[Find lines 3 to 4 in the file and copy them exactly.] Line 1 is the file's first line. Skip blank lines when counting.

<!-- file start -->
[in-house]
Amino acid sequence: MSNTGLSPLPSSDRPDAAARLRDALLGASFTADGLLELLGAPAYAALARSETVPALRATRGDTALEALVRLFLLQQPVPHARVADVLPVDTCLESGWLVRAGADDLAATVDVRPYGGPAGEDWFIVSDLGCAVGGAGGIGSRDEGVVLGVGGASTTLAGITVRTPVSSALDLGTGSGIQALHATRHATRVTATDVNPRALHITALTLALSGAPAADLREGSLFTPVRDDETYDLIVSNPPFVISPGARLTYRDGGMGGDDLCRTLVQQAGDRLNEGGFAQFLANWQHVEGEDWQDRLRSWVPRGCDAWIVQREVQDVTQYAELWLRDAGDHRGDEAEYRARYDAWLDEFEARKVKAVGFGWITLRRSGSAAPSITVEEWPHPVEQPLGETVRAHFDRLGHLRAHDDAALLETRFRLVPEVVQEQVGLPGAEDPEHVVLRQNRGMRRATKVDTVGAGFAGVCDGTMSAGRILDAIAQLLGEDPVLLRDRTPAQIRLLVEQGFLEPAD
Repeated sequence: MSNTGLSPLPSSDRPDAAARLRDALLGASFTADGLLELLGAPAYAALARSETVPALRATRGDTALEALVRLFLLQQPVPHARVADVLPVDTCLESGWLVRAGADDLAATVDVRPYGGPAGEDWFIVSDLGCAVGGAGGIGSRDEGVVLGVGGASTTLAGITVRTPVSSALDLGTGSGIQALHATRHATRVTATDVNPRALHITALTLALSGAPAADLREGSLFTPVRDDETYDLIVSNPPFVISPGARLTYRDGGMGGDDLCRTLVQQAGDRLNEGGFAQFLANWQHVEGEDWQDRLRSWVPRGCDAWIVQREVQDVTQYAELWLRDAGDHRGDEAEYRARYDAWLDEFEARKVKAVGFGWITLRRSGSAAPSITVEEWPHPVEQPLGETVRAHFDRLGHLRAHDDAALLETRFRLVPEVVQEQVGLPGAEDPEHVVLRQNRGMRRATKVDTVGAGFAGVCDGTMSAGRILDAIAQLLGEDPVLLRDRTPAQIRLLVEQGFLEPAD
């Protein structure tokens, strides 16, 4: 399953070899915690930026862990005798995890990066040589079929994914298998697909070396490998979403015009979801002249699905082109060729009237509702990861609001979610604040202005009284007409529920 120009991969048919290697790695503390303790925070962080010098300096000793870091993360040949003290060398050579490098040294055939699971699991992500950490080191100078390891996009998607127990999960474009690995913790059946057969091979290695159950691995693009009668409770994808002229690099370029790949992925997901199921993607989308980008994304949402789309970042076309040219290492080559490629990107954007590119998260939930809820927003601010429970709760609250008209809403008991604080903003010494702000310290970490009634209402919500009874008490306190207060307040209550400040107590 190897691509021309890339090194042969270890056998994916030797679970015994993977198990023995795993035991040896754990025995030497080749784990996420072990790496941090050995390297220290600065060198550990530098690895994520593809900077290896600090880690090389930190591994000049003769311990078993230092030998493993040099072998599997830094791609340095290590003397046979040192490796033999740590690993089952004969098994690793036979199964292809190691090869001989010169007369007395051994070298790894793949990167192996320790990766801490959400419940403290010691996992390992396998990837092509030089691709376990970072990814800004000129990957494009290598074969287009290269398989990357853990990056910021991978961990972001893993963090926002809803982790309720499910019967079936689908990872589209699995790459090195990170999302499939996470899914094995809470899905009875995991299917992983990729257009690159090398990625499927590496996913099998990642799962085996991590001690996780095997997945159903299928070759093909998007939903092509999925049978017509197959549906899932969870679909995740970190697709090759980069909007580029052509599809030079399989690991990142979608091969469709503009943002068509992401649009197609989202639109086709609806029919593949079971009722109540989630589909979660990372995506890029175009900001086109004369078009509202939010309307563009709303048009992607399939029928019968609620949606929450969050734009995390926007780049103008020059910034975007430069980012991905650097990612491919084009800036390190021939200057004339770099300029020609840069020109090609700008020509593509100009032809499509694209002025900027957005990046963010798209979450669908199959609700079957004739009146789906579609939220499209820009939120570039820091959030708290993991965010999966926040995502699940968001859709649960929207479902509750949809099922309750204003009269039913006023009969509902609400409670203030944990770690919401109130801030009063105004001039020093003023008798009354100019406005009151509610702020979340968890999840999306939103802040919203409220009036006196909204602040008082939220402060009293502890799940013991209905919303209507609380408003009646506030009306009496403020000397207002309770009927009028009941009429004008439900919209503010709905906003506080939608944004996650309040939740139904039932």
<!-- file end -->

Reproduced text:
Repeated sequence: MSNTGLSPLPSSDRPDAAARLRDALLGASFTADGLLELLGAPAYAALARSETVPALRATRGDTALEALVRLFLLQQPVPHARVADVLPVDTCLESGWLVRAGADDLAATVDVRPYGGPAGEDWFIVSDLGCAVGGAGGIGSRDEGVVLGVGGASTTLAGITVRTPVSSALDLGTGSGIQALHATRHATRVTATDVNPRALHITALTLALSGAPAADLREGSLFTPVRDDETYDLIVSNPPFVISPGARLTYRDGGMGGDDLCRTLVQQAGDRLNEGGFAQFLANWQHVEGEDWQDRLRSWVPRGCDAWIVQREVQDVTQYAELWLRDAGDHRGDEAEYRARYDAWLDEFEARKVKAVGFGWITLRRSGSAAPSITVEEWPHPVEQPLGETVRAHFDRLGHLRAHDDAALLETRFRLVPEVVQEQVGLPGAEDPEHVVLRQNRGMRRATKVDTVGAGFAGVCDGTMSAGRILDAIAQLLGEDPVLLRDRTPAQIRLLVEQGFLEPAD
């Protein structure tokens, strides 16, 4: 399953070899915690930026862990005798995890990066040589079929994914298998697909070396490998979403015009979801002249699905082109060729009237509702990861609001979610604040202005009284007409529920 120009991969048919290697790695503390303790925070962080010098300096000793870091993360040949003290060398050579490098040294055939699971699991992500950490080191100078390891996009998607127990999960474009690995913790059946057969091979290695159950691995693009009668409770994808002229690099370029790949992925997901199921993607989308980008994304949402789309970042076309040219290492080559490629990107954007590119998260939930809820927003601010429970709760609250008209809403008991604080903003010494702000310290970490009634209402919500009874008490306190207060307040209550400040107590 190897691509021309890339090194042969270890056998994916030797679970015994993977198990023995795993035991040896754990025995030497080749784990996420072990790496941090050995390297220290600065060198550990530098690895994520593809900077290896600090880690090389930190591994000049003769311990078993230092030998493993040099072998599997830094791609340095290590003397046979040192490796033999740590690993089952004969098994690793036979199964292809190691090869001989010169007369007395051994070298790894793949990167192996320790990766801490959400419940403290010691996992390992396998990837092509030089691709376990970072990814800004000129990957494009290598074969287009290269398989990357853990990056910021991978961990972001893993963090926002809803982790309720499910019967079936689908990872589209699995790459090195990170999302499939996470899914094995809470899905009875995991299917992983990729257009690159090398990625499927590496996913099998990642799962085996991590001690996780095997997945159903299928070759093909998007939903092509999925049978017509197959549906899932969870679909995740970190697709090759980069909007580029052509599809030079399989690991990142979608091969469709503009943002068509992401649009197609989202639109086709609806029919593949079971009722109540989630589909979660990372995506890029175009900001086109004369078009509202939010309307563009709303048009992607399939029928019968609620949606929450969050734009995390926007780049103008020059910034975007430069980012991905650097990612491919084009800036390190021939200057004339770099300029020609840069020109090609700008020509593509100009032809499509694209002025900027957005990046963010798209979450669908199959609700079957004739009146789906579609939220499209820009939120570039820091959030708290993991965010999966926040995502699940968001859709649960929207479902509750949809099922309750204003009269039913006023009969509902609400409670203030944990770690919401109130801030009063105004001039020093003023008798009354100019406005009151509610702020979340968890999840999306939103802040919203409220009036006196909204602040008082939220402060009293502890799940013991209905919303209507609380408003009646506030009306009496403020000397207002309770009927009028009941009429004008439900919209503010709905906003506080939608944004996650309040939740139904039932």